History of Newry, Maine
A Gazetteer of the
State of Maine

By Geo. J. Varney
Published by B. B. Russell, 57 Cornhill,
Boston 1886

Newry lies in the western part of Oxford County, just north of Androscoggin River. It is bounded on the south by Bethel, east by Hanover and Rumford, north by Andover, north-west by Grafton and west by Riley. The town is compound in its figure, but is bounded by straight lines. Its area is 26,000 acres. Bear River crosses the midst of the town from north-west to south-east, entering the Androscoggin River where, by a northward bend, it touches the south line of Newry. Near the line on the west side of Bear River, rises Mount 'Will to a height of 1,588 feet. Along the western base of this mountain flows Sunday River, coming from Riley at the west, then turning 8outhward. 'West of this river, and near the southern line of the town is Barker's Mountain, 2,551 feet high. North-west of this is Black Mountain, with another considerable peak south of it. On the western border near the north is Stow Mountain; north-east of this is Sunday River White Cap; south-east of White Cap is Bale Mountain; and on the opposite side of Bear River, in the northern corner of the town, is Great Ledge Hill. In the eastern part of the town is Puzzle Moun. tam. Except where divided by the rivers all these mountains, except the last, join at their bases. Granite ledges are numerous. Along the two rivers are excellent intervals, and the hill slopes afford good pasturage. Hay is the largest crop. There is much forest, in which flourish the trees common to the State. Both the principal streams have falls suitable for small mills; and on Bear River, near North Newry post-office, are a saw and grist-mill. Near the mouth of Bear River, on the Androseoggin, is a steam saw-mill; but it is situated on the south side of the line in the north-western angle of Hanover. The settlements are along the streams. The stage-flue between Bethel Hill and Lake Umbagog runs along the eastern bank of Bear River. The nearest railroad station is that of the Grand Trunk Railroad at Bethel village, near the centre of that town.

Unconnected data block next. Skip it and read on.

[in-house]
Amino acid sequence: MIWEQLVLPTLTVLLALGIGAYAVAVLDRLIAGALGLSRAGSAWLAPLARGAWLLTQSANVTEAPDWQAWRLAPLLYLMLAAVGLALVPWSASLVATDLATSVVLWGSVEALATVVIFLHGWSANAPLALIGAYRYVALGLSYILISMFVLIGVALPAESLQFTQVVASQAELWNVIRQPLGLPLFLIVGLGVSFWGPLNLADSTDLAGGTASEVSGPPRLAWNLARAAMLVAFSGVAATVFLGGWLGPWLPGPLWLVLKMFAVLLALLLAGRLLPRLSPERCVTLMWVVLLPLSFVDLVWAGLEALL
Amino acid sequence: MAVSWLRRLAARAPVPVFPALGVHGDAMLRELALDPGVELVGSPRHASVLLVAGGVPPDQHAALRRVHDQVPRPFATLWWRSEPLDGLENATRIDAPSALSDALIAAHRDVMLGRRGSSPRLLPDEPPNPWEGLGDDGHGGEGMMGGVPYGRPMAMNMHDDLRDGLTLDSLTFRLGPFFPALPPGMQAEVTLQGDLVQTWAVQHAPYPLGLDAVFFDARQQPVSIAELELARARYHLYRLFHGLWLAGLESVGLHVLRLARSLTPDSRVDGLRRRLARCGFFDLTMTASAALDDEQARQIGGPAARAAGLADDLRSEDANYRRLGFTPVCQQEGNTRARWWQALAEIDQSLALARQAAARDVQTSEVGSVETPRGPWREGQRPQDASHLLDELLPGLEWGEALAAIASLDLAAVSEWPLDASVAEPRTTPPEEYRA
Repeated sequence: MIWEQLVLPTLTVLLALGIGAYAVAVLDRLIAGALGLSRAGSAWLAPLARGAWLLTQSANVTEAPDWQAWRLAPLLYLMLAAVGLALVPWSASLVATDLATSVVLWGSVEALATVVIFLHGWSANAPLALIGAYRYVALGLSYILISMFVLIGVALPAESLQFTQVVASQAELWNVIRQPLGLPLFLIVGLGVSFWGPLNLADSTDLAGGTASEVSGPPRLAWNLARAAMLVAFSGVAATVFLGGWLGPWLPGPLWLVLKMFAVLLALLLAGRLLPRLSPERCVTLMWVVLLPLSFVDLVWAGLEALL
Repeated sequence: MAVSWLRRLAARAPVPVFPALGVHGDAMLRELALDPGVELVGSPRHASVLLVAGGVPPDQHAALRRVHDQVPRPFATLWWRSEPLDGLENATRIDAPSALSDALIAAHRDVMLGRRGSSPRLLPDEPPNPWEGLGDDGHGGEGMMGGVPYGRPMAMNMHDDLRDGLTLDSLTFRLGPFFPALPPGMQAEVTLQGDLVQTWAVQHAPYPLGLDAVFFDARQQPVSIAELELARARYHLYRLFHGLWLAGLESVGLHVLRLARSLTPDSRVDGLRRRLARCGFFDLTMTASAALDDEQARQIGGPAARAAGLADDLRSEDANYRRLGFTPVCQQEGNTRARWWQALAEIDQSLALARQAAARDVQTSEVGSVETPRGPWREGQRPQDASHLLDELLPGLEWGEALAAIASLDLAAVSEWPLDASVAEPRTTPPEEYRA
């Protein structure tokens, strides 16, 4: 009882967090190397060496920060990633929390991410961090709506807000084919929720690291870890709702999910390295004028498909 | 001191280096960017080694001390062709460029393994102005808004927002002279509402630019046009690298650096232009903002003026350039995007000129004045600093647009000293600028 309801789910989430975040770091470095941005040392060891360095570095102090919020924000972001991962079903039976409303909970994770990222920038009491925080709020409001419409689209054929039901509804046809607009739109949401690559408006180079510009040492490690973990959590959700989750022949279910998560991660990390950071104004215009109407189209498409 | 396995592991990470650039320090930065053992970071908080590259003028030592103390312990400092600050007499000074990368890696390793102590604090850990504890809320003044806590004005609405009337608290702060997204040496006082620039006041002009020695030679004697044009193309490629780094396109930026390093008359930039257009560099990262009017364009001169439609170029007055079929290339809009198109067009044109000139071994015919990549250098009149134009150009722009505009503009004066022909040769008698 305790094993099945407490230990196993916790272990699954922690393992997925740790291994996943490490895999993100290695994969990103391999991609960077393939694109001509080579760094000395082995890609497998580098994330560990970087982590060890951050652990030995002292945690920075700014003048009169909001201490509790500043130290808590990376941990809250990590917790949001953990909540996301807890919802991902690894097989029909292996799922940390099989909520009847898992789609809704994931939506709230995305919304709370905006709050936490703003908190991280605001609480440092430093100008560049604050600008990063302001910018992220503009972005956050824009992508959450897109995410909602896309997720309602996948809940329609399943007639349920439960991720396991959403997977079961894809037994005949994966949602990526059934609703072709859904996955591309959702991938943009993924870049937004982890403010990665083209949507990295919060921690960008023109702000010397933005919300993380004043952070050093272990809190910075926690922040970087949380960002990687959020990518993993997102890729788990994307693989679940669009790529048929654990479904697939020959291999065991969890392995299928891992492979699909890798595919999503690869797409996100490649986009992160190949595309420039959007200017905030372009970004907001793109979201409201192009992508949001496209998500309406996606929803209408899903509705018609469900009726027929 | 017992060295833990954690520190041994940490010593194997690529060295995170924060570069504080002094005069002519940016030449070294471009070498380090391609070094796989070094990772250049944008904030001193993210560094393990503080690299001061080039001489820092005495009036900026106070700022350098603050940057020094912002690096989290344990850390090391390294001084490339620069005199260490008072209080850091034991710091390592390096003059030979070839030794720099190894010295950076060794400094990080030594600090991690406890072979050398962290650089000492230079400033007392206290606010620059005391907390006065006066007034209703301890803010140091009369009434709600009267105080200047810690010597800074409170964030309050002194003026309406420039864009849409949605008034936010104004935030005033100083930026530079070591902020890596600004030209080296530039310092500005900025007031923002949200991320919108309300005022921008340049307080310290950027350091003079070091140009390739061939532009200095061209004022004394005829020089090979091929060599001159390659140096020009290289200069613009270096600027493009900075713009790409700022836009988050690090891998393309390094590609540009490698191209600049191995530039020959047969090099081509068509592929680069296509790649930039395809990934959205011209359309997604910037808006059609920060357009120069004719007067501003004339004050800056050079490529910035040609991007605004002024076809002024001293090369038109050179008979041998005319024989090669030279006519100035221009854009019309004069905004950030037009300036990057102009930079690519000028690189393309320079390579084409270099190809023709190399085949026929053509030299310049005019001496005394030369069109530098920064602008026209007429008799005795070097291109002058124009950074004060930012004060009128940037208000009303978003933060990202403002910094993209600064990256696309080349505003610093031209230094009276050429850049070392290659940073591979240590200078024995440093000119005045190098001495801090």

The first settlements were made here in 1781, by Benjamin Barker and his two brothers, from Methuen, Mass., and Ithiel Smith, of Cape Elizabeth, Me. These families were plundered by the Canada Indians in 1782, and removed to other parts until after the establishment of peace. The first sale of the township proved abortive, and it reverted to the State. In 1794 John J. Holmes of New Jersey purchased it, taking the deed in his sister Bostwick's name, wherefore it for awhile bore her name. It was also included under the general name of Sudbury-Canada, applied to several towns about here. It was incorporated June 15, 1805, receiving the name of Newry in deference to some of the settlers, who had emigrated from Newry, in Ireland. A person of large observation after a prolonged visit to this town in its early days said "I have travelled over a great part of Europe and the United States, and I believe the people here to be the most honest, industrious and sober of any I ever met with."

There is a Methodist Society in the town and a Union meetinghouse at Newry Corner. There are six public schoolhouses; and the school property is valued at $1,190. The valuation of estates in 1870 was $116,894. In 1880 it was $90,663. The population in 1870 was 416. In 1880 it was 337.

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